What Can the New York Knicks Expect from Baron Davis?

Brian GeraghtyCorrespondent IIIJanuary 31, 2012

With the New York Knicks struggling for answers, Mike D'Antoni must turn to a player whose only consistency is that he is inconsistent. 

Baron Davis is the NBA's best impersonation of Dr. Jekyll and Mr. Hyde. 

With a basketball in his hands, he is a beautiful yet bewildering blend of the two aforementioned fictional characters, displaying the intellectual side of Dr. Jekyll as well as the savage ferocity of Mr. Hyde.

Both characters make an appearance, yet he has become more and more like Mr. Hyde as his career slogs on, with his unpredictability often being a monstrous distraction to his team.

In a recent interview, he said all the right things, making many Knicks' fans mouths water at the possibility of what he can bring to the hardwood.

Ideally, Davis has all of the qualities that suggest the Knicks' quest for a quintessential point guard should come to a screeching halt.

However, the painful reality for Knicks' fans and possibly even more so for Mike D'Antoni is that Davis is a shell of his former self.

Although he can certainly make a bigger difference than the other parade of point guards the Knicks have tinkered with this year, the bigger question is whether or not he can stay on the court.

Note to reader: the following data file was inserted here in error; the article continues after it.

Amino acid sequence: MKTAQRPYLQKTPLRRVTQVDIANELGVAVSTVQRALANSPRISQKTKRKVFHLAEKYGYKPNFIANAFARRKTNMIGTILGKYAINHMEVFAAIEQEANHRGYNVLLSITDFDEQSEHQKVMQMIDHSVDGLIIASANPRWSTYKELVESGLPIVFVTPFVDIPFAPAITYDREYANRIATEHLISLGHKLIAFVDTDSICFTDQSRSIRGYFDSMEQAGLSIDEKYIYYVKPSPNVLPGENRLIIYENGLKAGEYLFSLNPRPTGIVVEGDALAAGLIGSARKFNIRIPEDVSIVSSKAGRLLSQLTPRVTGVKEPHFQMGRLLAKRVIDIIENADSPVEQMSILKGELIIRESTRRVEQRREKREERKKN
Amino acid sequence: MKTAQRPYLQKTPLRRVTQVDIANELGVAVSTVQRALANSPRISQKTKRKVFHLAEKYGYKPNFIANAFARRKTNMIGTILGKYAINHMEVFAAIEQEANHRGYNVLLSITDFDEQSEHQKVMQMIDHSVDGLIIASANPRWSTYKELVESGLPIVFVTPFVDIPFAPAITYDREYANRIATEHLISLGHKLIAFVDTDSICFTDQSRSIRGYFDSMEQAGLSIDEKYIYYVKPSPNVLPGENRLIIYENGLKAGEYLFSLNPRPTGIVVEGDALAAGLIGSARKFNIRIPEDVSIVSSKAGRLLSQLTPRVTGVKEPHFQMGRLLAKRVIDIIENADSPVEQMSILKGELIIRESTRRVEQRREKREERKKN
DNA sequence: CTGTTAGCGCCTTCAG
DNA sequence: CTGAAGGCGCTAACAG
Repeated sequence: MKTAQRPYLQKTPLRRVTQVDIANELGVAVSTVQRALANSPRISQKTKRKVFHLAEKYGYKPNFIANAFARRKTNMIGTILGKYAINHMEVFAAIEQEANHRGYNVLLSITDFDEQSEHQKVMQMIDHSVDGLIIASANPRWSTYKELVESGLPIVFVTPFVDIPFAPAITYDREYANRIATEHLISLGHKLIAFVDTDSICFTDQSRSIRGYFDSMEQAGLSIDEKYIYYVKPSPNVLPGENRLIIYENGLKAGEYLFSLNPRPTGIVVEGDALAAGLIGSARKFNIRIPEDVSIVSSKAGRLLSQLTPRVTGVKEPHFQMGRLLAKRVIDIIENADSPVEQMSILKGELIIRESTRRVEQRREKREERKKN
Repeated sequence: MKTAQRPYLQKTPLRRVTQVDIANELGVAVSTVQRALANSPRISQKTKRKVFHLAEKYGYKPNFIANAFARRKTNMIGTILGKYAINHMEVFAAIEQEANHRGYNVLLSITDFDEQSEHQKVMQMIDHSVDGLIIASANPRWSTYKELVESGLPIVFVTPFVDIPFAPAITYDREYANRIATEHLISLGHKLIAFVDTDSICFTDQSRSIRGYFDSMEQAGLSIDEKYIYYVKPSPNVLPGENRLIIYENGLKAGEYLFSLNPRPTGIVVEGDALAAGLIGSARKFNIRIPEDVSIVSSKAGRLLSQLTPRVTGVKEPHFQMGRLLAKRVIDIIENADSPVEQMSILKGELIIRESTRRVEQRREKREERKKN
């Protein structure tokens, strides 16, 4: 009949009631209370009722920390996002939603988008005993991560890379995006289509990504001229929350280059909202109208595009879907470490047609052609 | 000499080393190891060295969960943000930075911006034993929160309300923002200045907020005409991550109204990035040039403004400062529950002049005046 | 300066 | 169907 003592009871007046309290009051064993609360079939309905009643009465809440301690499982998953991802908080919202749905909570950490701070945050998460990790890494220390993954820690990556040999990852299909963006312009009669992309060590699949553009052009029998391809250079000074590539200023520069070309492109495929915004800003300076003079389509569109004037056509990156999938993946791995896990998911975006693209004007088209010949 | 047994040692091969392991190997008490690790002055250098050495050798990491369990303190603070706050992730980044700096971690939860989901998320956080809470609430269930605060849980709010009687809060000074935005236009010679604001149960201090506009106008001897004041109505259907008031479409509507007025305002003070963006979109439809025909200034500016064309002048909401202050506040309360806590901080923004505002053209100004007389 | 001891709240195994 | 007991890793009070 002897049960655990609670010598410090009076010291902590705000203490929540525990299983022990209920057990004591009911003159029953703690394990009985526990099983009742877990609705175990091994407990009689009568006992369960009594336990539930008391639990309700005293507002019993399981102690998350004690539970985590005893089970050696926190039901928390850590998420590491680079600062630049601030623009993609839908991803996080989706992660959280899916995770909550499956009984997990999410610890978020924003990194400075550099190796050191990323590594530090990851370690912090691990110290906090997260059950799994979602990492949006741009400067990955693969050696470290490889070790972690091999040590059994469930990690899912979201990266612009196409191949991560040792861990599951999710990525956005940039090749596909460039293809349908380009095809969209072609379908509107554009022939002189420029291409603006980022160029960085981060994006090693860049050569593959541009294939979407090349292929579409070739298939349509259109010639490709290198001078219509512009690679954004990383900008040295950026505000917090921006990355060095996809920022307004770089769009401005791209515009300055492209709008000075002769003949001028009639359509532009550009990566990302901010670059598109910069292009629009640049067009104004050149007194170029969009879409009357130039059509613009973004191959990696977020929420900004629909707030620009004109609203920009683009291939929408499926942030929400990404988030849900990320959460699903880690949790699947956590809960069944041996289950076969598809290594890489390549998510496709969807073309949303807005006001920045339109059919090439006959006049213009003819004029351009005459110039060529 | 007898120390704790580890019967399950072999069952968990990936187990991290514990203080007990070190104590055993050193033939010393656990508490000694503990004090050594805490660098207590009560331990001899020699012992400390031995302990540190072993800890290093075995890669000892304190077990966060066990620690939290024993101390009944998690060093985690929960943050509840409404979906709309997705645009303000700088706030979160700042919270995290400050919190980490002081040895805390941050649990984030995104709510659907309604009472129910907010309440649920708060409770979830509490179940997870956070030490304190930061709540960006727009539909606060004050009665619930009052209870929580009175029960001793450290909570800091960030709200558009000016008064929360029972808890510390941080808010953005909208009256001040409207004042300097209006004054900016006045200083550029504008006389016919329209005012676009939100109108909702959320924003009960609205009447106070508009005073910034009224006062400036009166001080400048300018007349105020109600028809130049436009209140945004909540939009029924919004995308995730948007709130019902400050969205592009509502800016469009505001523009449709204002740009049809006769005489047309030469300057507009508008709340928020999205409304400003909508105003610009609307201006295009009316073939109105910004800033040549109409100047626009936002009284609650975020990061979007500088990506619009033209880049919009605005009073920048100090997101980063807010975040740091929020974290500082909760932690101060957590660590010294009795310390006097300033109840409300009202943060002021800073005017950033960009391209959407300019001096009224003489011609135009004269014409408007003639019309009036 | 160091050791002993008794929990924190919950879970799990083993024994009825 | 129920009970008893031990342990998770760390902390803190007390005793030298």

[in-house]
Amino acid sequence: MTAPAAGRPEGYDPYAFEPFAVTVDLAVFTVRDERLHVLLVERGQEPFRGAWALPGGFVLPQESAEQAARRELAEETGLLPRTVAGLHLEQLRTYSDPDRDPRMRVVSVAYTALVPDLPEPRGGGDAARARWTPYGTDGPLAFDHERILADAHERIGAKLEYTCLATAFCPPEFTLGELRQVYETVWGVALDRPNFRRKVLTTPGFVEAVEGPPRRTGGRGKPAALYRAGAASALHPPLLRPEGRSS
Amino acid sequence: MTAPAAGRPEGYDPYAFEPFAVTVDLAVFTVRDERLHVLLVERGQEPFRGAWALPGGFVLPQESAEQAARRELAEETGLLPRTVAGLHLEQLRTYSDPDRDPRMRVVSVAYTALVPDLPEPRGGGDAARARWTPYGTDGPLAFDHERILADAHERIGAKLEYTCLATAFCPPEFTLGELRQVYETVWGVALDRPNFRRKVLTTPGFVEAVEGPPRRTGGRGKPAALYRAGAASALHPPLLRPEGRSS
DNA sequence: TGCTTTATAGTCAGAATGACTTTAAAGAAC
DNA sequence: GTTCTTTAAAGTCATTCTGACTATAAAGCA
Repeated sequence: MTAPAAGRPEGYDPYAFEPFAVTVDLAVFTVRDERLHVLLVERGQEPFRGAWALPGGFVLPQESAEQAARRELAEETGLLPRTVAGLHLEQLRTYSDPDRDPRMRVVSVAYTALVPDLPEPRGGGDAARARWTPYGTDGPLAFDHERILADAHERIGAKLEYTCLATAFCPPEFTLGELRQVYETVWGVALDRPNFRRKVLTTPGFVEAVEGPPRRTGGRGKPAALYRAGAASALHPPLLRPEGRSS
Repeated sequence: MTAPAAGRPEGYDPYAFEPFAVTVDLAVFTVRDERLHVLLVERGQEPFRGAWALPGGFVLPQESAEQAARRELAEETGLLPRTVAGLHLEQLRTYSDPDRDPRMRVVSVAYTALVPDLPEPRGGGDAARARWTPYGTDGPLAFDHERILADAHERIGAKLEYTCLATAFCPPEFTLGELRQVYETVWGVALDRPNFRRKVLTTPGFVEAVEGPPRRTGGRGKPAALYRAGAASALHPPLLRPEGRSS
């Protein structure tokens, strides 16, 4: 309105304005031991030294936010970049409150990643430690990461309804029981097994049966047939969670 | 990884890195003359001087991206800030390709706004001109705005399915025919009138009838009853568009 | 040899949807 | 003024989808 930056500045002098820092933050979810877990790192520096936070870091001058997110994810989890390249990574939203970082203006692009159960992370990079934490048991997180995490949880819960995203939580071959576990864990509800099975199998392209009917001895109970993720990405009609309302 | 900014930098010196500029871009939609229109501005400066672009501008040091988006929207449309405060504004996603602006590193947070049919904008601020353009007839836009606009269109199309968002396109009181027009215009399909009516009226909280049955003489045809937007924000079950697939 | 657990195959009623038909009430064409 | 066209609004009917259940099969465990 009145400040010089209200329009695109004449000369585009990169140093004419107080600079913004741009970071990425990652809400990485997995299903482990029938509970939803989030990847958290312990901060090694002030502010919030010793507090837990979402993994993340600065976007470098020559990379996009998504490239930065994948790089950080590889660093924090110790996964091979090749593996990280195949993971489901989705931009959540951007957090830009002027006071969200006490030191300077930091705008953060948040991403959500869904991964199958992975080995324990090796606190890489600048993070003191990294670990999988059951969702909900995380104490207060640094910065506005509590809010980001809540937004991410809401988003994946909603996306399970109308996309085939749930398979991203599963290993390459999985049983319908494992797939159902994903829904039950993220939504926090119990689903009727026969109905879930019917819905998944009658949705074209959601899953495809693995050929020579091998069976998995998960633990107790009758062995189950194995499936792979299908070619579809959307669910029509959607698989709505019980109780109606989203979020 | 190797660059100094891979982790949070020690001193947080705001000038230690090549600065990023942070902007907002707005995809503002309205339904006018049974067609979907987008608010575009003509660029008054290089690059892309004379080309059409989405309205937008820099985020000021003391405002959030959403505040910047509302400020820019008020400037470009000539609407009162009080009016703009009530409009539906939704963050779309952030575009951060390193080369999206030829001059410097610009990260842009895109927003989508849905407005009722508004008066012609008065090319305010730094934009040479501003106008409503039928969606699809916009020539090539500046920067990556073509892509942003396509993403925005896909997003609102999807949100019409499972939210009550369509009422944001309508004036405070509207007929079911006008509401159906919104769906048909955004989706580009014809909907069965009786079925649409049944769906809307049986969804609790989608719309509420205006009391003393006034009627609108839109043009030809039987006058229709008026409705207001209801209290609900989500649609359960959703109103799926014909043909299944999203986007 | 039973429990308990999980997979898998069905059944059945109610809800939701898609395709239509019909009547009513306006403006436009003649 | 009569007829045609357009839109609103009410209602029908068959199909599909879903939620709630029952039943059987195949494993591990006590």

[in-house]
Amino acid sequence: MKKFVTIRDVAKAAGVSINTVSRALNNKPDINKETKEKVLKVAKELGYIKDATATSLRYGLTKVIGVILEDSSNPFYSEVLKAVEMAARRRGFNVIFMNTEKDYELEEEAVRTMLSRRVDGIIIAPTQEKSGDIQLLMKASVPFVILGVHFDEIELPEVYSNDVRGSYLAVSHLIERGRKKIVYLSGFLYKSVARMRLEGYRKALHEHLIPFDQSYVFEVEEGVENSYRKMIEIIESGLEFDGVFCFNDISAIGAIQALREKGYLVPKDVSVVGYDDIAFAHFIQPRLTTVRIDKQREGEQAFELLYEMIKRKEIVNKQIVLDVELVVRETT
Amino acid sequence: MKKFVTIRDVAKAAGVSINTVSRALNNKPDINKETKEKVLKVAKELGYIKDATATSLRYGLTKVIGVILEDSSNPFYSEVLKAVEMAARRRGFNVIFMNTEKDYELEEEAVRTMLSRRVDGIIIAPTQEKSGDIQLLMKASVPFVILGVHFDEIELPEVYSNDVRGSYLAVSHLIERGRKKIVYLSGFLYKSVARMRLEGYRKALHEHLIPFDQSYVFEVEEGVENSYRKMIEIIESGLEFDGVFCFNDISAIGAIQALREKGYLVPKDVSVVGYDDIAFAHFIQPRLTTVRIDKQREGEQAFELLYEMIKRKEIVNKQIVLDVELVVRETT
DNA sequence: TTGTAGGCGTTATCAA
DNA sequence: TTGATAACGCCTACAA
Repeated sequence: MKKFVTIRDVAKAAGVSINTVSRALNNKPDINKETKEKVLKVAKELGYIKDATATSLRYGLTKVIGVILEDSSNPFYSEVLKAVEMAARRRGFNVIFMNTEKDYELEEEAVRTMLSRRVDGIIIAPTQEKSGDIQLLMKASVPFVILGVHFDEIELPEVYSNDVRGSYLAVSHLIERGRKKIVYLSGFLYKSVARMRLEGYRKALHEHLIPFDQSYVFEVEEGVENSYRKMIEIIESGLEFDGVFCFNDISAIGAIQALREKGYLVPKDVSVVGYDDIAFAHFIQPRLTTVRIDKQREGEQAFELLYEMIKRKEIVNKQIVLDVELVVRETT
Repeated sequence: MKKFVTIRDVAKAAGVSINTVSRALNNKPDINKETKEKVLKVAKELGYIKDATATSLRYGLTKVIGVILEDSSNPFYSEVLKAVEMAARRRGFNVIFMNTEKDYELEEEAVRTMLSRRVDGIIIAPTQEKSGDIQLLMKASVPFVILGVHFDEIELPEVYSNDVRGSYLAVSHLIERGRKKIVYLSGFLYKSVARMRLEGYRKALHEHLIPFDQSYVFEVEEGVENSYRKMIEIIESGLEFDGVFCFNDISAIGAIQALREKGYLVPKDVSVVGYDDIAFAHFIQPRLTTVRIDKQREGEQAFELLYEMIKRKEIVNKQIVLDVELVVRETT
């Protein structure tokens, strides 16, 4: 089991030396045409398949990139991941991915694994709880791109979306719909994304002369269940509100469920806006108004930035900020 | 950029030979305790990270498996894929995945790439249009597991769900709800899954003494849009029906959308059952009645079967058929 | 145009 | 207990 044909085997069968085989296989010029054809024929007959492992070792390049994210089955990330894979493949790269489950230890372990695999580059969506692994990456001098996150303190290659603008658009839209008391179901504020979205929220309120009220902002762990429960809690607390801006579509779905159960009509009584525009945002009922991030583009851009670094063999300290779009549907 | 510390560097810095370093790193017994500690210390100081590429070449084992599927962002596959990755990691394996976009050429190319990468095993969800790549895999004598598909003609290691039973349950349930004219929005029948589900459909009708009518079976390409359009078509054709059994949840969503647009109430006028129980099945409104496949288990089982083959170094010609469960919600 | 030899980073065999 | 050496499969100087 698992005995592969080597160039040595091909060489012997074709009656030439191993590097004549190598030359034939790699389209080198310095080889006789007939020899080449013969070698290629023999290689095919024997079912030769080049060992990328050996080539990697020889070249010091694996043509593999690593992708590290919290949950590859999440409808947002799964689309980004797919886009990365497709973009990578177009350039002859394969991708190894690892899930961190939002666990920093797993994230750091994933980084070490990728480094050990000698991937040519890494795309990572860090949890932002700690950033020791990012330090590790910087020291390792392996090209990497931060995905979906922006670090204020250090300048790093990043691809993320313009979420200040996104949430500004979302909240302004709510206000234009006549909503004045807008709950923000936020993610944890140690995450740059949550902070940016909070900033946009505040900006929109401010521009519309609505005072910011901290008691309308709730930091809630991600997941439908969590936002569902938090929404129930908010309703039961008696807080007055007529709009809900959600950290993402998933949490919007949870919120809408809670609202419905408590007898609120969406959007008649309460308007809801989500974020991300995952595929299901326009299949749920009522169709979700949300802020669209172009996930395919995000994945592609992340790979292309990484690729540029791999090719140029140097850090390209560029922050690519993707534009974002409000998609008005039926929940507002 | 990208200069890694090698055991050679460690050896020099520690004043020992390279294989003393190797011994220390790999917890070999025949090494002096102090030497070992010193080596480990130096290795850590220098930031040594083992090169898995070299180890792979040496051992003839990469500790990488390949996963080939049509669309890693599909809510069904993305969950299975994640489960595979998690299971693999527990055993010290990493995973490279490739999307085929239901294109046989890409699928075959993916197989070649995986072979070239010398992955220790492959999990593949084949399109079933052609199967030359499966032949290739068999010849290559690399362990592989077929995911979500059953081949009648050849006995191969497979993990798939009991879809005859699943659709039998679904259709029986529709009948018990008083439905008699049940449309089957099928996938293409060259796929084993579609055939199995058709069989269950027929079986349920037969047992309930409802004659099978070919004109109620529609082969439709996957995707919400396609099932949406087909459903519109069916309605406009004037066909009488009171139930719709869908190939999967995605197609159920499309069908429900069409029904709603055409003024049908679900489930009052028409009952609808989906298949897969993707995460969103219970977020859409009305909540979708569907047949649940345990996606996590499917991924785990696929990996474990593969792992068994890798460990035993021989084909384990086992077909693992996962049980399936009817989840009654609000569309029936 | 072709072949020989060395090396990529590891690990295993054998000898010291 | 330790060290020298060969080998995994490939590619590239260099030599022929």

While Davis' skills fit D'Antoni's system perfectly, the mustachioed coach must realize Davis' physical limitations and will only be able to unleash him on opponents for 20-25 minutes a game.

While many Knicks fans hope Davis can spearhead a renaissance for the Knicks similar to that of the 2007 "We Believe Warriors" campaign, unfortunately his impact will likely be much less triumphant.

Certainly his mentoring of the Knicks youngsters proves that he may have taken another step towards maturity. Sadly, it may be too late, as the game he was once capable of—which the Knicks crave so badly—his body can no longer handle.

The excruciating fact of the matter is that the Knicks lack depth beyond their prized formidable frontcourt trio of Carmelo Anthony, Amar'e Stoudemire and Tyson Chandler, who are all injury prone. Therefore, Davis can, at best, only become a temporary solution to a long-term problem of depth that must be addressed in order to take the Knicks to the next level.

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